Clients from Hell

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July 29, 2014

The following occurred over the phone when a client had a minor issue with the site I built for him.

Client: Hi, the margin between the logo and the content is wrong. Can you simply change it while I’m on the phone?

Me: Sure. Did you want the margin to be bigger or smaller?

Client: Can you increase it about by 50%?

Me: Sure. How’s that?

Client: No, that’s not right. It’s too much. Can you decrease it slightly?

Me: Sure. How’s that for you?

Client: Sorry, it’s still not quite right.

After ten minutes of "a little more" and "a little less," the client tells me it’s spot on.

After they hang up, I realized that I had made a mistake. I had been viewing my local copy of the site, and they had been viewing the live version. I never once uploaded the changed file. 

Client: I need you to remove those pixels from the page headline.

Me: What pixels?

Client: The two grey pixels between the “E” and the “T” in the title headline. I can’t understand why you put them there in the first place.

Me: The headline is the company logo on a white background. I can’t see any grey pixels there.

Client: Oh, they disappeared!

Me: Sounds very, very strange… Did you do anything to make them go away?

Client: No, not really. I just moved the browser window. Wait! They’re on my desktop now! How on earth did that happen??

I told the client to dust-wipe his screen. Problem solved.

July 28, 2014
via Jesie Castro

I’m supposed to be designing a brochure for a client. An aggressive timeline was set months ago. It would allow me two weeks to design a 40-page brochure, get it proofed, get it approved, and get it to print. I was supposed to have all the images and copy prior to that two-week deadline.

When I only received 18 of several dozen images, I requested a meeting. This piece has to be laid out in chronological order, so it was absolutely necessary to have all the resources before I built anything more than my template.

Client: But you’re still on track to complete this project on time, right?

Me: You missed your copy deadline and I’m missing most of the images. Do you know when I will receive the rest of the content and copy?

Client: No, but you can still get it done on time, right?

Me: You don’t know when you are going to get me the rest of the resources, but you still want me to promise I’ll meet the deadline?

Client: Yes.

INCREDIBLE.

July 27, 2014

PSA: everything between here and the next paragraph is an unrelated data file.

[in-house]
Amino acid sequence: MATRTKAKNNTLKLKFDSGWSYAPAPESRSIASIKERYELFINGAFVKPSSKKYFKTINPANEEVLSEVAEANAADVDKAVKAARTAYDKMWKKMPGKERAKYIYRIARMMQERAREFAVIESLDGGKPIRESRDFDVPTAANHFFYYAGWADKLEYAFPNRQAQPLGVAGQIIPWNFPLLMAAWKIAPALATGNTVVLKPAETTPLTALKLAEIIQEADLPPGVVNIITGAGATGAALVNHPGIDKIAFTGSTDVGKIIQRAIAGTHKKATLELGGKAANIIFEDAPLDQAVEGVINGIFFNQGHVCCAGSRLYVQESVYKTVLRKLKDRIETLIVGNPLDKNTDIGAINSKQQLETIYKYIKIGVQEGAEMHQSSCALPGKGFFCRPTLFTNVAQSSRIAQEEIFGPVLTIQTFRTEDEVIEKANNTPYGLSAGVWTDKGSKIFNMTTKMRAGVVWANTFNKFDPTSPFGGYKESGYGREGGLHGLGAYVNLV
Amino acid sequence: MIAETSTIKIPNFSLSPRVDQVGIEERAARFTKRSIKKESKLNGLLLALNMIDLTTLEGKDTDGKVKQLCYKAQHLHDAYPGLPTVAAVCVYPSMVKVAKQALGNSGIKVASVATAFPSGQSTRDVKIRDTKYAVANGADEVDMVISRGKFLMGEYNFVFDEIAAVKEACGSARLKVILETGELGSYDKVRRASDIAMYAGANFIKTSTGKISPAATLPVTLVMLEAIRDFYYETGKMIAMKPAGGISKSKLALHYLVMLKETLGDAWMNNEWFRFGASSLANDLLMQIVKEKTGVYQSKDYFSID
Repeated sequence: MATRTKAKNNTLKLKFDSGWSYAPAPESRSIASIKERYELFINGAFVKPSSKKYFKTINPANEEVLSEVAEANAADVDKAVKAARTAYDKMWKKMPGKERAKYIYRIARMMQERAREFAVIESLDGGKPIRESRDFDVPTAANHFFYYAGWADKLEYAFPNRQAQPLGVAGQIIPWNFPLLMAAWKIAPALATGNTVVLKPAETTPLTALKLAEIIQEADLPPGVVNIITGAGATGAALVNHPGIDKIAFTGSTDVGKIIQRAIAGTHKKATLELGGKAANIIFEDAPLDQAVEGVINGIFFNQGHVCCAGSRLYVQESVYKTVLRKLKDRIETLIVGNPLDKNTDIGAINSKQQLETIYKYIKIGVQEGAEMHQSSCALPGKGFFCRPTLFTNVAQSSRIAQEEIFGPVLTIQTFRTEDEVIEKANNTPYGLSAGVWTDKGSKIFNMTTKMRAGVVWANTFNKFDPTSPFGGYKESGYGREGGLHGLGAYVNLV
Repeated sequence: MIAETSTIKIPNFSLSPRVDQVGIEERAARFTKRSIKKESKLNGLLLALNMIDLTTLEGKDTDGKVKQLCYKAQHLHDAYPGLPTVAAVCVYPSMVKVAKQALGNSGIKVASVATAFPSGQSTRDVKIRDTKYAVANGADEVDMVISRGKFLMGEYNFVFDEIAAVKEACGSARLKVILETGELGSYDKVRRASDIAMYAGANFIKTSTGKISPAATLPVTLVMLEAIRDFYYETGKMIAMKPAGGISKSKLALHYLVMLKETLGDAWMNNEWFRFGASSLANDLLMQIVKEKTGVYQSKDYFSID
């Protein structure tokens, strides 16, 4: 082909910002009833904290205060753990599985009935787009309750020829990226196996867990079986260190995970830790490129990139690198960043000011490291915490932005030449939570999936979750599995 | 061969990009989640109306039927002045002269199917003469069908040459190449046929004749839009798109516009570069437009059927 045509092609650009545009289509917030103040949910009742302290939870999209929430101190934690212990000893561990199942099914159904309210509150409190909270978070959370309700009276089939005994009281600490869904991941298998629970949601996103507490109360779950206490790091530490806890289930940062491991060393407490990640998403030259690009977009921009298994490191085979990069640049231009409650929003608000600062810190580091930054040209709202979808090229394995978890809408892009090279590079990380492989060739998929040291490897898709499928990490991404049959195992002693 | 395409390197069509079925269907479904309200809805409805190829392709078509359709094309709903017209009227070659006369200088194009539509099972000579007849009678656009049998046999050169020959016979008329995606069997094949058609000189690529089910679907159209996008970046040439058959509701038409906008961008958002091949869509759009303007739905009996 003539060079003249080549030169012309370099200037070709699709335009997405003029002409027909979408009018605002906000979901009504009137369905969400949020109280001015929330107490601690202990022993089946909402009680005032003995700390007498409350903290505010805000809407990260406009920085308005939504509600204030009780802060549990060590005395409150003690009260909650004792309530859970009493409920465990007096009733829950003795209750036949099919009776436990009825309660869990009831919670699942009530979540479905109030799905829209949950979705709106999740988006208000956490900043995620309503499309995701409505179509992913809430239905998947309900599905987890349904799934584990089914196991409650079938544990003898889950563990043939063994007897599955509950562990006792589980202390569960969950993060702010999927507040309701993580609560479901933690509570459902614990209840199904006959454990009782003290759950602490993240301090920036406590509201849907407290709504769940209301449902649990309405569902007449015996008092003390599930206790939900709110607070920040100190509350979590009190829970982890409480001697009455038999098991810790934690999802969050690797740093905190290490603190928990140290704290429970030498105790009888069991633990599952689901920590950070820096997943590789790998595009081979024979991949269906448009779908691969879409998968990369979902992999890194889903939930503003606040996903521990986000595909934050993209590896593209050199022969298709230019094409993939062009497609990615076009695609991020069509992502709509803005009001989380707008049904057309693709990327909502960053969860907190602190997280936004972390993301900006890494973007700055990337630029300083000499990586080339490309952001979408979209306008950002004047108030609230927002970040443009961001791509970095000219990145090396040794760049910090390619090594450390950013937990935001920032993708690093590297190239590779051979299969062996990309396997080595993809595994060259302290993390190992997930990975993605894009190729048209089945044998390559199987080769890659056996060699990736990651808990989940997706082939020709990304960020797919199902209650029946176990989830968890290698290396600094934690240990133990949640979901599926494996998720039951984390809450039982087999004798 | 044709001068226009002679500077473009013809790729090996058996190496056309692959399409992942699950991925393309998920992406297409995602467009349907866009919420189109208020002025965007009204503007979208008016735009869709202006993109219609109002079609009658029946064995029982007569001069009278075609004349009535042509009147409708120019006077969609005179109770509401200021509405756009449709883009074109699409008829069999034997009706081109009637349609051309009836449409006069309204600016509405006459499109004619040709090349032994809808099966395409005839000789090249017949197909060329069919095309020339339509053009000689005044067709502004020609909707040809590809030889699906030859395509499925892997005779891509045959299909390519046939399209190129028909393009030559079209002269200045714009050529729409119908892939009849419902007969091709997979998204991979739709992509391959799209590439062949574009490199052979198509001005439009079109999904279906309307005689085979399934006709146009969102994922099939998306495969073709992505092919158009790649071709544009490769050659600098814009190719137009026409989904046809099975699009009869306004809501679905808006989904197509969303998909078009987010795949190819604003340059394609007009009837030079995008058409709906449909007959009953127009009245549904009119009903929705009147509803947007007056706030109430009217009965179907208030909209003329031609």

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You look like someone appreciates a font with a full character set and kerning pairs. Interlocks probably get your blood boiling, you dirty typographer you. 

image

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"I’m open to the idea of paying you"

Client: I want this done by the end of the week! It’s taking forever!

Me: I’m sorry, I didn’t realize you wanted it done so soon. In our initial discussion about the job, you said there was “no huge rush.”

Client: To me “no huge rush” means “not today.”

July 26, 2014

A client gave me an external hard drive full of footage he had hired me to edit.

Me: Okay, how do you want this to be edited?

Client: I want you to make magic.

Me: Like what?

Client: Something Spiritual. Powerful. Magical!

Me: So, like magic wands and spells?

Client: No, no, no. Just have magical colors to bring it out! I just want you to make something magical.

Me: What does magical mean? Can you tell me which clips come first?

Client: You’ll know them when you see them. Use the powerful ones.

All the (poorly shot) footage is of someone walking around in a desert.

Client: Oh! And use the music from [famous band].

Me: Do you have rights to use them? You can be sued if you don’t.

Client: Of course I do. I talked to them.

I paste the video together, use the song he requested, and I increase the saturation before I send the footage back. The next week, he emails me to say I made “absolute magic,” but unfortunately, he has already received a cease and desist from the band whose music he asked me to use.

"I need these words changed. I am sending a picture of the changes so you can just copy and paste them."
July 25, 2014

I was designing a one-page brochure for a client that was supposed to provide the copy. When the copy arrived, it was a four-page Word document. 

Me: Umm, I think you’re going to have to remove some of copy, there’s no way we’ll be able to fit all this text into a one-page brochure.

Client: Are you sure?

Me: I’m absolutely sure!

Client: Okay, we’ll reduce the copy to one page. I’ll send you a new file.

Ten minutes later, an email comes in.

Client: Okay, it was tricky, but we finally got the text to fit.

I open the attachment, and, amazingly, they managed to get the copy down to one page.

Unfortunately, they didn’t remove any - they just used a size 3 font.